Mastering user acquisition: 3 tips from the mobile gaming pros

January 2017

When the very first UA Society Summit took place in London in collaboration with Google and AppsFlyer, 110 user acquisition managers from 11 countries gathered to exchange knowledge within the mobile app community. If you missed the event, here are three actionable tips the experts shared, which any app marketing professional can apply to add power to their user acquisition strategy today.

Tip one: Develop a robust plan for bringing out your UA game

User acquisition (UA) shouldn’t be an afterthought. For a game to succeed, UA considerations should play a role in the development of the game itself. “Collaborate with your product team to make the game ready for user acquisition with a polished first-time user experience”, says Marketing Director at Armada Interactive Janos Perei. As part of this, pay attention to the onboarding funnel and all key supporting ad technology, making sure that Software Development Kits (SDKs) are integrated and ready to go.

With your product launch date approaching, focus on behind-the-scenes planning. Set clear campaign objectives in terms of target volumes, quality and schedule based on sensible assumptions, and ensure campaign readiness by selecting the key markets, media partners and target audience, along with matching creatives to best solicit prospects.

Once your UA campaign begins, the work of course is far from over. “Endure campaign execution with the right amount of discipline”, Janos advises. “Try to implement your plans as best you can to correctly measure results, but don’t become overly rigid. Put planning buffers in place to handle unexpected events.” Then, maintain this flexible approach to improve your UA efforts as you move forward. “Always iterate on your planning based on your campaign learnings”, he affirms. Allowing your plans to evolve in this way will make them more accurate and sustainable in the long run.


Tip two: Leverage automation and look beyond the install

While many businesses once optimised their UA campaigns toward installs, new tools enable more sophisticated approaches where user quality – as opposed to quantity ­­– is the key criteria. “If you want to make sure that you acquire high-quality users and that you pay the right price for them at every moment, automated tools such as Universal App Campaigns can maximise your impact”, says William Planques, Google Mobile App Promotion Consultant.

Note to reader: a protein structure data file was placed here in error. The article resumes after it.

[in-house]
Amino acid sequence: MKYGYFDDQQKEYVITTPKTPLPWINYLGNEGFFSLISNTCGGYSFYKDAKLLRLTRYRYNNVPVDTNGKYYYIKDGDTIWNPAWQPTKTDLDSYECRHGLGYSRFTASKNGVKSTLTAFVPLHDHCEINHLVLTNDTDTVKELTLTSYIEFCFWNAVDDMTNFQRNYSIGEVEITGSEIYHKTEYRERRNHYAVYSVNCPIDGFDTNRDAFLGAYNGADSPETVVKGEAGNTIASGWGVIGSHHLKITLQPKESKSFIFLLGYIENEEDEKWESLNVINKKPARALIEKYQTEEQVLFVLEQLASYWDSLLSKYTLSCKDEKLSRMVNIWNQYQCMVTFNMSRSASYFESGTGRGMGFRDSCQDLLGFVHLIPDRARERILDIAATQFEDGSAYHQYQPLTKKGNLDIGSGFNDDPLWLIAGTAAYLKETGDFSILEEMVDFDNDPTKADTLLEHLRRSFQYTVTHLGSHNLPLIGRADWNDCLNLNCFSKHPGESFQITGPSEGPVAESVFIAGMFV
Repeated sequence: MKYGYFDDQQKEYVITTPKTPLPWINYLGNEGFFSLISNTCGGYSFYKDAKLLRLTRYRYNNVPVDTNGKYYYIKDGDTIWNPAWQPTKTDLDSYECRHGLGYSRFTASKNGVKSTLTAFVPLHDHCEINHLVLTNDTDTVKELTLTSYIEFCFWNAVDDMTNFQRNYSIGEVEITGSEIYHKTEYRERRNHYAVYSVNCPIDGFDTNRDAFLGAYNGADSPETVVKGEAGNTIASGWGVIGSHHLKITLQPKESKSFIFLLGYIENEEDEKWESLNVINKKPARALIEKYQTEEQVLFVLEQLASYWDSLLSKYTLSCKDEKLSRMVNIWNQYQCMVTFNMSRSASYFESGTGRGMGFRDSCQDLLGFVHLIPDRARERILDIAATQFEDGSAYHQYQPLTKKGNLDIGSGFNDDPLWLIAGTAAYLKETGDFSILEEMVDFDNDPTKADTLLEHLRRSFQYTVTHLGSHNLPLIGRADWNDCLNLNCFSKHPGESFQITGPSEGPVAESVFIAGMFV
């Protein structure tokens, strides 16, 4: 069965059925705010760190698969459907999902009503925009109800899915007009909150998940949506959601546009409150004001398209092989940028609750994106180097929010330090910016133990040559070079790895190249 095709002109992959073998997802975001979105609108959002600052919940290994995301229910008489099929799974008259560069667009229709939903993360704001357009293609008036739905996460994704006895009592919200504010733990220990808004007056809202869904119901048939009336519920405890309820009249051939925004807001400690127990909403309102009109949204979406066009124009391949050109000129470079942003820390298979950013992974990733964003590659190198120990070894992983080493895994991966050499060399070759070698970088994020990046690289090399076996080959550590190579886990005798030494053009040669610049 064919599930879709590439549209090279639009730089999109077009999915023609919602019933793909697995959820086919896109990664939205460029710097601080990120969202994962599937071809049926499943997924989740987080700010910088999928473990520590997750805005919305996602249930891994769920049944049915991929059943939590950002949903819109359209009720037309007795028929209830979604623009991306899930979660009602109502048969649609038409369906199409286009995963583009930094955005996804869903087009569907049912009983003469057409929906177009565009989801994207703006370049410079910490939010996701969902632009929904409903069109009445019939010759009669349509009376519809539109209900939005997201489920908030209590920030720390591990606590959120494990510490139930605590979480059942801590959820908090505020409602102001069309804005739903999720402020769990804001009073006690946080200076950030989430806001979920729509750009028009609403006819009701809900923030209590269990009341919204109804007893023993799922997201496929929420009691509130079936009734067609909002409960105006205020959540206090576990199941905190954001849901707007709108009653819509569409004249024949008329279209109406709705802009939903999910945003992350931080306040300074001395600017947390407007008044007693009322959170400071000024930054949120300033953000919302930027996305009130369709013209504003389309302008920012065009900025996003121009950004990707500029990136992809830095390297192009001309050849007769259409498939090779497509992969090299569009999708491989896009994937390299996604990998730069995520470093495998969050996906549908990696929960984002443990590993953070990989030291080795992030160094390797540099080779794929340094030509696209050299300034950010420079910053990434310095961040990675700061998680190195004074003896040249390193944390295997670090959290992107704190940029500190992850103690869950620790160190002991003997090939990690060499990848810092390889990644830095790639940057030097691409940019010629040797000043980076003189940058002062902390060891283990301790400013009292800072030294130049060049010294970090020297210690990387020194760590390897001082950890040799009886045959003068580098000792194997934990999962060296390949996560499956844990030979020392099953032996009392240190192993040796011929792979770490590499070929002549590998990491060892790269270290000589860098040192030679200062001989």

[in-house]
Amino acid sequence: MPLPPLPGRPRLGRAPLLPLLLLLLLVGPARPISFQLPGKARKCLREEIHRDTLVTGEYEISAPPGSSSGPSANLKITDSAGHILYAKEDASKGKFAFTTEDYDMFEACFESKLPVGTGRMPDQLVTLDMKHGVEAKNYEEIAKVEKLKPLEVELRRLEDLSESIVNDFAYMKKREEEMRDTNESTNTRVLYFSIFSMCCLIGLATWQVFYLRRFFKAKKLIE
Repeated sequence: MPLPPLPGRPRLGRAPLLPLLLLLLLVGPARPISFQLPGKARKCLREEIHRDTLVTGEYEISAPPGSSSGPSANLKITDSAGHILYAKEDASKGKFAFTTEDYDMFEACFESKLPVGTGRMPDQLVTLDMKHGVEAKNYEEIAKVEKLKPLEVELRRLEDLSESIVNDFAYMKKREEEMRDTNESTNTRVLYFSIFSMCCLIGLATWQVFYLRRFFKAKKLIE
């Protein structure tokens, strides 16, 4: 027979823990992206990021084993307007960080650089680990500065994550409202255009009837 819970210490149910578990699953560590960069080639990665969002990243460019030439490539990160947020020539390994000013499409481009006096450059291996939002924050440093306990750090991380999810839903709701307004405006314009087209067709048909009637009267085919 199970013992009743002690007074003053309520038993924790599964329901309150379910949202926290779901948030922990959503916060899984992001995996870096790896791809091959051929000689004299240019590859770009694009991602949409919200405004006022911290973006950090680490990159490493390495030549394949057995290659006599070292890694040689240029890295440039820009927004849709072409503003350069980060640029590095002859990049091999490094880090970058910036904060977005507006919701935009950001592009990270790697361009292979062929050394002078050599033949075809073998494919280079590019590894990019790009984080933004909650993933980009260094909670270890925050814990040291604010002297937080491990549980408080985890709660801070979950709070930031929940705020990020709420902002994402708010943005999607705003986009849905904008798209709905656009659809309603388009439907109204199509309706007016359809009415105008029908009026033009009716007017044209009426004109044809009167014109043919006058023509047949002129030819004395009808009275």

Universal App Campaigns now not only let you optimise the number of installs you get, but you can go beyond that and optimise for in-app events that happen after the install. This means you can focus on the users who offer more value to your business, without limiting yourself to specific demographics or to a specific segment.

How to do it right? It’s not about media optimisation anymore – it’s about the input you give to the tool. The most important task is defining the right event to optimise towards. In the context of your app, identify which events are a good proxy for high user quality. Then, make sure these events happen quickly enough (ideally within two days of the install) and frequently enough (about 30% of total installs). Once you’ve found your critical events, set up a Universal App Campaign in AdWords in minutes, and leave the hard work to automation.


Tip three: Connect the dots by using the right tools

According to Saikala Sultanova, ‎Head of User Acquisition at Space Ape Games and co-founder of the UA Society Summit, user acquisition is a science where tools can help you calculate your way to success. “It’s important to test what you can, draw learnings and apply successful findings”, she says. “The natural environment changes, but staying in a testing mindset can keep you on the top of your UA game.”

For example, she advocates using post-install events and analytics to help you make better business decisions about where the next valuable target may be. And whenever you have empty spaces, fill them with metadata so you can supercharge your UA reporting with actionable insights.

Finally, she advises UA teams to constantly have a contingency plan. “Things don’t always go your way, so when you have Plan A, Plan B and Plan C to hand, you’re better equipped to move fast and still work towards your desired end goal. We can’t yet predict the future, but we can increase our chances of winning if we’re better prepared!”

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